The first meeting was held on April 20, 1903, in the Carisbrooke Inn, which was located behind the present City Hall, on Atlantic Avenue between Cambridge and Sacramento Avenues; Carisbrooke is also a place name taken from the Isle of Wight.
According to the United States Census Bureau, the city had a total area of 3.522 square miles (9.123 km2), including 1.951 square miles (5.054 km2) of land and 1.571 square miles (4.068 km2) of water (44.60%).
|Population sources: 1910-2000|
1910-1920 1910 1910-1930
1930-1990 2000 2010
As of the 2010 United States Census, there were 10,650 people, 4,592 households, and 2,644.992 families residing in the city. The population density was 5,457.4 per square mile (2,107.1/km2). There were 7,829 housing units at an average density of 4,011.8 per square mile (1,549.0/km2). The racial makeup of the city was 75.83% (8,076) White, 4.25% (453) Black or African American, 0.47% (50) Native American, 8.68% (924) Asian, 0.05% (5) Pacific Islander, 8.08% (860) from other races, and 2.65% (282) from two or more races. Hispanic or Latino of any race were 18.05% (1,922) of the population.
There were 4,592 households out of which 20.9% had children under the age of 18 living with them, 39.3% were married couples living together, 13.0% had a female householder with no husband present, and 42.4% were non-families. 34.6% of all households were made up of individuals, and 15.7% had someone living alone who was 65 years of age or older. The average household size was 2.32 and the average family size was 3.00.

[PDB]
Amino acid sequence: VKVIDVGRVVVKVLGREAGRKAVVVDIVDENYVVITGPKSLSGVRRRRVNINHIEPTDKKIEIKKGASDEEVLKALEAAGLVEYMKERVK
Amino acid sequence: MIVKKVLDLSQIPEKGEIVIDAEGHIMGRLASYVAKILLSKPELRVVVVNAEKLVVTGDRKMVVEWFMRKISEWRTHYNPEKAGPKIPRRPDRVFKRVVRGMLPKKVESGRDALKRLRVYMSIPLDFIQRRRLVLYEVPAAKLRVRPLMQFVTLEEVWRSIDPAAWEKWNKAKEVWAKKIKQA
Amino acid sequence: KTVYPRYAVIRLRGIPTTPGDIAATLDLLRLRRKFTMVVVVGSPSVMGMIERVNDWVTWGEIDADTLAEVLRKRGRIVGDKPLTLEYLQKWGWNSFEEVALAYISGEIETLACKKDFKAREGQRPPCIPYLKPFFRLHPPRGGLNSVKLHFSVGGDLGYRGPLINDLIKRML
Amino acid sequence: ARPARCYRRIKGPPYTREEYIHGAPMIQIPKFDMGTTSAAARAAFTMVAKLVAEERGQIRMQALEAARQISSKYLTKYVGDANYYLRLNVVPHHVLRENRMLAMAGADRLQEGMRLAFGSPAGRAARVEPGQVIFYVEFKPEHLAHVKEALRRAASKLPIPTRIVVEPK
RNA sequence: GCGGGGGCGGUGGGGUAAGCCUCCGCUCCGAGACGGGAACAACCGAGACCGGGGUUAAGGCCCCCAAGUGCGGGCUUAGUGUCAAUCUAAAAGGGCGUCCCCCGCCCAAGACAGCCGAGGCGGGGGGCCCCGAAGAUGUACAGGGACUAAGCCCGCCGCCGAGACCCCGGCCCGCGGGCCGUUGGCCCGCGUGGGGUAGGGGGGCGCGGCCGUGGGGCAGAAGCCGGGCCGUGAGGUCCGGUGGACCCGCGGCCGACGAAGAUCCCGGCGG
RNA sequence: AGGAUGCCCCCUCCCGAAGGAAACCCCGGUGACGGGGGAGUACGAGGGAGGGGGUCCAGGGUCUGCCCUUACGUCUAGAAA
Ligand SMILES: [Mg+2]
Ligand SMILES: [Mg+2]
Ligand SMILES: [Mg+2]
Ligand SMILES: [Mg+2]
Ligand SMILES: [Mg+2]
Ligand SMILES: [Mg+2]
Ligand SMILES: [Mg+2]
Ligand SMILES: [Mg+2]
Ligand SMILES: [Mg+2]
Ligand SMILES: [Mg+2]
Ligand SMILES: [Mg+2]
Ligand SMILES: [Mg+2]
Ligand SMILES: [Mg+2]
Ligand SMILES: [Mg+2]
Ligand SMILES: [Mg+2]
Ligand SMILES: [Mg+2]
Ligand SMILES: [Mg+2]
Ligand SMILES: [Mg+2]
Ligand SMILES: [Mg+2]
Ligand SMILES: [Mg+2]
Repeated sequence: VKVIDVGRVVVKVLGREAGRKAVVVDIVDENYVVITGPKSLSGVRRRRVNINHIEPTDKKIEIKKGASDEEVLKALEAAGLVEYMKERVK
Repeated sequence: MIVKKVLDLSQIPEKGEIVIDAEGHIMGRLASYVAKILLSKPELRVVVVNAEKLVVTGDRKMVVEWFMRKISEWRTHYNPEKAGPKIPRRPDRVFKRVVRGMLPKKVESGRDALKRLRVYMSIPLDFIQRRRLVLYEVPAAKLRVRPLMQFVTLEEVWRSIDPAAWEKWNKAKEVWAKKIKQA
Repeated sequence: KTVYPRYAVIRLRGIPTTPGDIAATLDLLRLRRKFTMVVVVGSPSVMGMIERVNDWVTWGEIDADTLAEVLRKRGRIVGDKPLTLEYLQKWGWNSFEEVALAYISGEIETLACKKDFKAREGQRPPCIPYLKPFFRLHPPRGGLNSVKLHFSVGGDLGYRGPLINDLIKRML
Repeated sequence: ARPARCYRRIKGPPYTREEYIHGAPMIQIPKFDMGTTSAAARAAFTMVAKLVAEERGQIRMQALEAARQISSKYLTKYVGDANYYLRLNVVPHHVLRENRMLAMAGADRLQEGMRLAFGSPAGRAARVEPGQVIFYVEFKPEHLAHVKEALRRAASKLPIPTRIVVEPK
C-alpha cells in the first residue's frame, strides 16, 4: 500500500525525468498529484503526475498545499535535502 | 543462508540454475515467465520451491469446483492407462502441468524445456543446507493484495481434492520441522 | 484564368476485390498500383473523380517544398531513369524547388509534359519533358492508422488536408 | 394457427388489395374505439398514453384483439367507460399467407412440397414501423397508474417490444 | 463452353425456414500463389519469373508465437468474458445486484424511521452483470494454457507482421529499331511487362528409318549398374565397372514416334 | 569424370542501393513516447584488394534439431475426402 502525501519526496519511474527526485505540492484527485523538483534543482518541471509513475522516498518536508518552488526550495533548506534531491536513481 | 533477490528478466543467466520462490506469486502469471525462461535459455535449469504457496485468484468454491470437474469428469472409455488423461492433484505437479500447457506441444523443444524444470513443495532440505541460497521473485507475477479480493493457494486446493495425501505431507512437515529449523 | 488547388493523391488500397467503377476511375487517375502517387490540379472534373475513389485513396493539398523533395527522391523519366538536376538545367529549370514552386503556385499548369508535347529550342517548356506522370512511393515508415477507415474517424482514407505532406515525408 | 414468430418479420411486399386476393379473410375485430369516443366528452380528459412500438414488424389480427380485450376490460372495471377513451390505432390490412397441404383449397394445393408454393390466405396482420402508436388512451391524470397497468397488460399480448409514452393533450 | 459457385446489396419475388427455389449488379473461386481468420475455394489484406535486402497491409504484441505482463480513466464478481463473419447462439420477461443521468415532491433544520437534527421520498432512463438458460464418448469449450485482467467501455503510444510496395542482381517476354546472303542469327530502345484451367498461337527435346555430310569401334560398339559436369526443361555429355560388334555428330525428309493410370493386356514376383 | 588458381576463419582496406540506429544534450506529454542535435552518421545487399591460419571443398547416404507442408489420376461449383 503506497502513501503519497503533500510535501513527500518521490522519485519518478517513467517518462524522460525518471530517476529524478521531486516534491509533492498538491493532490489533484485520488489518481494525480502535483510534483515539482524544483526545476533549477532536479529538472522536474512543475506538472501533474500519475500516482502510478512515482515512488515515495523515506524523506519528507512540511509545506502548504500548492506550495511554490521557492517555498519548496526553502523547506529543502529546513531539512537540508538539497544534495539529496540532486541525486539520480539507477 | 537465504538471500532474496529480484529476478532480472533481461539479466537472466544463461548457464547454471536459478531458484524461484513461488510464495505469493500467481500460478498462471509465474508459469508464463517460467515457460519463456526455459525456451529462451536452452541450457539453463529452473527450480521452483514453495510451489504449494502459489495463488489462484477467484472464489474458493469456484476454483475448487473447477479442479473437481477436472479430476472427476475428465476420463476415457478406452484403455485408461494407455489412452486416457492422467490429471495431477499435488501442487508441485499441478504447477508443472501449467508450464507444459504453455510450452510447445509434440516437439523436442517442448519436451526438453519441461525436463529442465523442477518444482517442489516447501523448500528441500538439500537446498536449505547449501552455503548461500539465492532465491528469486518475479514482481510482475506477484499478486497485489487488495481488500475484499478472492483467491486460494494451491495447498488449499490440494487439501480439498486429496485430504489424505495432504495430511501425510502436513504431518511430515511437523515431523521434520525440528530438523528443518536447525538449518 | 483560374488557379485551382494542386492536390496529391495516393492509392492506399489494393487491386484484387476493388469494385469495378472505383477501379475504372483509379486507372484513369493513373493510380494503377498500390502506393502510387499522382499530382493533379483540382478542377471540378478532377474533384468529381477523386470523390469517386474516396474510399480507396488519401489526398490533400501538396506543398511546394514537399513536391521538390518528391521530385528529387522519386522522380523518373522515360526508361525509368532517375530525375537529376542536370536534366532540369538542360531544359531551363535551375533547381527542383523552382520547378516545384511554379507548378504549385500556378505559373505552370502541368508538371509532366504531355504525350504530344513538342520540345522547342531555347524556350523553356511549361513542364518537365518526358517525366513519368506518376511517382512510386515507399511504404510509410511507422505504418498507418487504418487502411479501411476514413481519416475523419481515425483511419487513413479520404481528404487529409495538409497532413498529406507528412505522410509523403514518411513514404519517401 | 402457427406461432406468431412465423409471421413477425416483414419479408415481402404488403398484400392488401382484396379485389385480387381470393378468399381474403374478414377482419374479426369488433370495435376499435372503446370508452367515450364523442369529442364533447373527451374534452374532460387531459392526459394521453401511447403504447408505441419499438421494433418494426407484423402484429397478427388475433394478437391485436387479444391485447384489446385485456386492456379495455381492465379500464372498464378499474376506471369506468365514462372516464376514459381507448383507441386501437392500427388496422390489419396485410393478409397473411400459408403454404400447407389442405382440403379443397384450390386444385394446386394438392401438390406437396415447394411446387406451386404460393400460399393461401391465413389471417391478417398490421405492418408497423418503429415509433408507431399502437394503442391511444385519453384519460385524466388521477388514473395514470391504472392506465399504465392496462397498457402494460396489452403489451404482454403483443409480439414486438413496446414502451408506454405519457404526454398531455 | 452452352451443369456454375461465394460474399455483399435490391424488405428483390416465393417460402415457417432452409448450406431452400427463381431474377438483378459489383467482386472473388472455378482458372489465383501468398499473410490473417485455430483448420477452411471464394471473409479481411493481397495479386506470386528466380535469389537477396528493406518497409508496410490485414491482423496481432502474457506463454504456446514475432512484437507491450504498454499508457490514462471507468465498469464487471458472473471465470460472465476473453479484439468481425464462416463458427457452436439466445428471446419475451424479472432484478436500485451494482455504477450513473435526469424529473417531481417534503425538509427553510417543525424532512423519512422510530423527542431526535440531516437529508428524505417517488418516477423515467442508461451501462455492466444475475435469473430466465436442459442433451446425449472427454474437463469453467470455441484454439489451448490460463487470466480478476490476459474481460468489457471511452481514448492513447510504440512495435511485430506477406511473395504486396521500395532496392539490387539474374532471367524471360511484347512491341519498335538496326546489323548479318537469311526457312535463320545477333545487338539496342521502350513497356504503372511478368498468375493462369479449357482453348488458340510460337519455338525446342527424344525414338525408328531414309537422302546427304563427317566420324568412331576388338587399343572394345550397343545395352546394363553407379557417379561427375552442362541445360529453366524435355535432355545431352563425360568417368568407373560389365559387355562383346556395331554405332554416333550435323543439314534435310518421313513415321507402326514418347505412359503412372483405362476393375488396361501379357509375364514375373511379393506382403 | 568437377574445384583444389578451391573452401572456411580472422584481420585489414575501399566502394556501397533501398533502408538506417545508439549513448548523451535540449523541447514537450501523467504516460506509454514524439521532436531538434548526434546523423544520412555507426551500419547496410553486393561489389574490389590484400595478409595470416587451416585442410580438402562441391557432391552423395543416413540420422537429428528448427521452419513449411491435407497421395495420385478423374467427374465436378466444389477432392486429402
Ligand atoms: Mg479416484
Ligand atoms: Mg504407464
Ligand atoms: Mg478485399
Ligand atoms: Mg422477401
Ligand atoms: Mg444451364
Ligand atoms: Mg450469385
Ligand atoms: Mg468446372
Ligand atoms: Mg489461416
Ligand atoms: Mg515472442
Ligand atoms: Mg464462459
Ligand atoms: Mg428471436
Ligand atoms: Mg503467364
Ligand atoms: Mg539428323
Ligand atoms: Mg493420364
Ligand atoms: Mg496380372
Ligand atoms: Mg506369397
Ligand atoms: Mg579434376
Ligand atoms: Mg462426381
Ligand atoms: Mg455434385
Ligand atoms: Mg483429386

In the city, the population was spread out with 18.5% under the age of 18, 7.8% from 18 to 24, 22.7% from 25 to 44, 31.0% from 45 to 64, and 19.9% who were 65 years of age or older. The median age was 45.5 years. For every 100 females there were 94.0 males. For every 100 females ages 18 and older there were 90.0 males.
The Census Bureau's 2006-2010 American Community Survey showed that (in 2010 inflation-adjusted dollars) median household income was $52,465 (with a margin of error of +/- $3,688) and the median family income was $66,467 (+/- $9,437). Males had a median income of $42,560 (+/- $12,377) versus $33,693 (+/- $5,007) for females. The per capita income for the borough was $34,790 (+/- $4,057). About 9.0% of families and 10.6% of the population were below the poverty line, including 16.1% of those under age 18 and 10.0% of those age 65 or over.
As of the 2000 United States Census there were 12,910 people, 5,480 households, and 3,255 families residing in the city. The population density was 6,023.2 people per square mile (2,329.2/km2). There were 8,009 housing units at an average density of 1, 445.0/km2 (3,736.6/sq mi). The racial makeup of the city was 77.10% White, 2.94% African American, 0.19% Native American, 7.45% Asian, 0.03% Pacific Islander, 9.37% from other races, and 2.93% from two or more races. Hispanic or Latino of any race were 17.14% of the population.